The theme for the quotes used in this blog is adventure! These excursions for the South Carolina ETV Endowment are truly a meaningful adventure for everyone involved.
“You humans have begun an endless unfolding of an almost infinite panorama, a limitless expanding of never-ending, ever-widening spheres of opportunity for exhilarating service, matchless adventure, sublime uncertainty, and boundless attainment.” The Urantia Book (1194.1) (108:6.8)
Our first stop after Mount Rainier was at the Nisqually NWR, which is located on a protected estuary on the Nisqually River Delta. While walking around the pond we spotted a female Wood Duck with young swimming on the pond. She was completely at ease in her safe environment but she was a good ways away and I could not get a clear photograph of the floating family. Further on there was a bright flash of yellow that flew past my face; I could not get a good look but it flew too fast to be a Goldfinch. We were told there were warblers in the area; perhaps it was a yellow warbler (Common Yellowthroat). At any rate it was pleasant to walk through the reserve and listen to the many birds singing merrily in the woods. We also watched a swallow flying into her nest on the wall of the porch of the Visitors Center feeding her young. Over the front entryway to the Visitors Center there was a nest that appeared to be a basketball sized wasp nest but upon closer examination it was populated by yellow jackets.
Hoh Rain Forest
The only rain we encountered during the entire tour was either at night or while we were touring the Hoh rain forest. This rain forest is on the Pacific coast of the Olympic Peninsula and home to trees covered with green moss and ferns covering the ground. The coastline was dramatic with a green windswept hillside rising beside the surf and the trees nearest shore were swept back by the constant breeze. Outside of a couple of cute little banana slugs we saw no wildlife here, but the atmosphere was humid and expectant with rain as we walked amongst the otherworldly treescape.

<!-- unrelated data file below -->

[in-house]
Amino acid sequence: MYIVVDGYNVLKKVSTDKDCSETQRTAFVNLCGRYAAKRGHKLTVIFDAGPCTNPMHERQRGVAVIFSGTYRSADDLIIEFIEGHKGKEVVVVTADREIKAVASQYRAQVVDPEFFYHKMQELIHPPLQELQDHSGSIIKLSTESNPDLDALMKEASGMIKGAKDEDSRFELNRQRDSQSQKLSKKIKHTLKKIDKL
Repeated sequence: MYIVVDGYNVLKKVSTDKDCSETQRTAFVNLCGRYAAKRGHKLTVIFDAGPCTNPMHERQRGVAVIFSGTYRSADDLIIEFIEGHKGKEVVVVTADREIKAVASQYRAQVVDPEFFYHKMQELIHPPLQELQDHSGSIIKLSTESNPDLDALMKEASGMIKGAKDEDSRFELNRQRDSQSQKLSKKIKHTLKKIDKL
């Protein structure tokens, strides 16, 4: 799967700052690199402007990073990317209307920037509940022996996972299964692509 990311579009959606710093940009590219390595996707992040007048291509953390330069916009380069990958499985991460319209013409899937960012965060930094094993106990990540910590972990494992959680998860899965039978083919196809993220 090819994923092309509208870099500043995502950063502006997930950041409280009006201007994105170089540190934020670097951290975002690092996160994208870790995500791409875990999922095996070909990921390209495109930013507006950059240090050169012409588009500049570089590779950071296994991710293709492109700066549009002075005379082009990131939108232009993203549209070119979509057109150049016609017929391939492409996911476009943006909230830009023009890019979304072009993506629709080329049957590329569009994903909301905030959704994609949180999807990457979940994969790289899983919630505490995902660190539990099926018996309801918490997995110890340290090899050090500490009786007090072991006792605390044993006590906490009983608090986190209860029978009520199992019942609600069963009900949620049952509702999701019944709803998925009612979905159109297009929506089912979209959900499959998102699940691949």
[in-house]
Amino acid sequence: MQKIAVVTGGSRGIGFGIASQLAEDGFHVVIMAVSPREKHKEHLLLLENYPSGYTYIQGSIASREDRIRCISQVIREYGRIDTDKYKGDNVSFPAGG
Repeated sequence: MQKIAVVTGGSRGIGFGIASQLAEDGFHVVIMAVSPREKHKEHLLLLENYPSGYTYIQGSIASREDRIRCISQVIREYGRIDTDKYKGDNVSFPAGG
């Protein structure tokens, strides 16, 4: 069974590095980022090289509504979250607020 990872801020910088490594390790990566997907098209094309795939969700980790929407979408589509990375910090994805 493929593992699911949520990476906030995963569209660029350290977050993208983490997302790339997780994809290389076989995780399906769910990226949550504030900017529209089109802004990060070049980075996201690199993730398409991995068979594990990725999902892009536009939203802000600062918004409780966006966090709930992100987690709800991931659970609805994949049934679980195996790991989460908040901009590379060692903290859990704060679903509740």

Our next stop was a stroll along the beach where long stalks of kelp had washed ashore. They had bulbs that acted as floatation devices and long flat leaves. There were also interesting stones and shells; one small stone I picked up was a composite having one end white and the other grey that was shaped like a tooth. According to our naturalist the stones had probably washed down from the nearby Olympic Mountains.
Orca near San Juan Islands
Our next stay was at Port Angeles where we had a motel on the Strait of Juan de Fuca. From there we drove to Port Townsend where we took a daylong tour on the boat Glacier Spirit. On the tour we saw a Bald Eagle, two young eagles, sea lions and other sea life in addition to the whales. There were also magnificent views of the San Juan Islands, a beautiful excursion. The Orca in this photograph is a male, they have higher fins; later we saw a female (smaller fin) with a calf. The spotter on the boat was able to identify the individual whales. There was constant chatter between the various independent tour boats in the area, both from the US and from Canada. That way the entire fleet was aware of where the various whales were that day, the cooperation making it easier to satisfy their passengers. At one point we were in Canadian waters, someone on the tour neglected to turn his phone off and received a call from South Carolina but it was billed as an international call because of the location of the boat. Again the weather was ideal, somebody asked the boat Captain how often they had weather that good on the tours and the reply was about once a week, frequently there is wind and rain.
Starfish under Pier in Port Angeles